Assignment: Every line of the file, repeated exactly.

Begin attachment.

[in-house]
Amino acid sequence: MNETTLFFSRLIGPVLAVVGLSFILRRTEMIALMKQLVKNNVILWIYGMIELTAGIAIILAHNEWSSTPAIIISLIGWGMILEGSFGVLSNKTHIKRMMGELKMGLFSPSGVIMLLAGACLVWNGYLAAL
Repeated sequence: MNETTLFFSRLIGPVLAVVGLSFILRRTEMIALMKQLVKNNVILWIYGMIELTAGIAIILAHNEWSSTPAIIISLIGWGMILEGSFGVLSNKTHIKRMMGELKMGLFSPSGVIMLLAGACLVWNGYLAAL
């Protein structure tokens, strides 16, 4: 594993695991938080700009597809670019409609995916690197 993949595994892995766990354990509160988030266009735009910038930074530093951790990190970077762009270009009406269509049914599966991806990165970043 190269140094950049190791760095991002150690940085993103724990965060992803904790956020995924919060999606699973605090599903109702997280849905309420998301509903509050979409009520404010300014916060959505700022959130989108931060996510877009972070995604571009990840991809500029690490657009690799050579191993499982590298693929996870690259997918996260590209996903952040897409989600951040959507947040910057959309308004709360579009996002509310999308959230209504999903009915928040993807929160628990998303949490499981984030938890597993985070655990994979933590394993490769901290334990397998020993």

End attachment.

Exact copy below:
[in-house]
Amino acid sequence: MNETTLFFSRLIGPVLAVVGLSFILRRTEMIALMKQLVKNNVILWIYGMIELTAGIAIILAHNEWSSTPAIIISLIGWGMILEGSFGVLSNKTHIKRMMGELKMGLFSPSGVIMLLAGACLVWNGYLAAL
Repeated sequence: MNETTLFFSRLIGPVLAVVGLSFILRRTEMIALMKQLVKNNVILWIYGMIELTAGIAIILAHNEWSSTPAIIISLIGWGMILEGSFGVLSNKTHIKRMMGELKMGLFSPSGVIMLLAGACLVWNGYLAAL
């Protein structure tokens, strides 16, 4: 594993695991938080700009597809670019409609995916690197 993949595994892995766990354990509160988030266009735009910038930074530093951790990190970077762009270009009406269509049914599966991806990165970043 190269140094950049190791760095991002150690940085993103724990965060992803904790956020995924919060999606699973605090599903109702997280849905309420998301509903509050979409009520404010300014916060959505700022959130989108931060996510877009972070995604571009990840991809500029690490657009690799050579191993499982590298693929996870690259997918996260590209996903952040897409989600951040959507947040910057959309308004709360579009996002509310999308959230209504999903009915928040993807929160628990998303949490499981984030938890597993985070655990994979933590394993490769901290334990397998020993």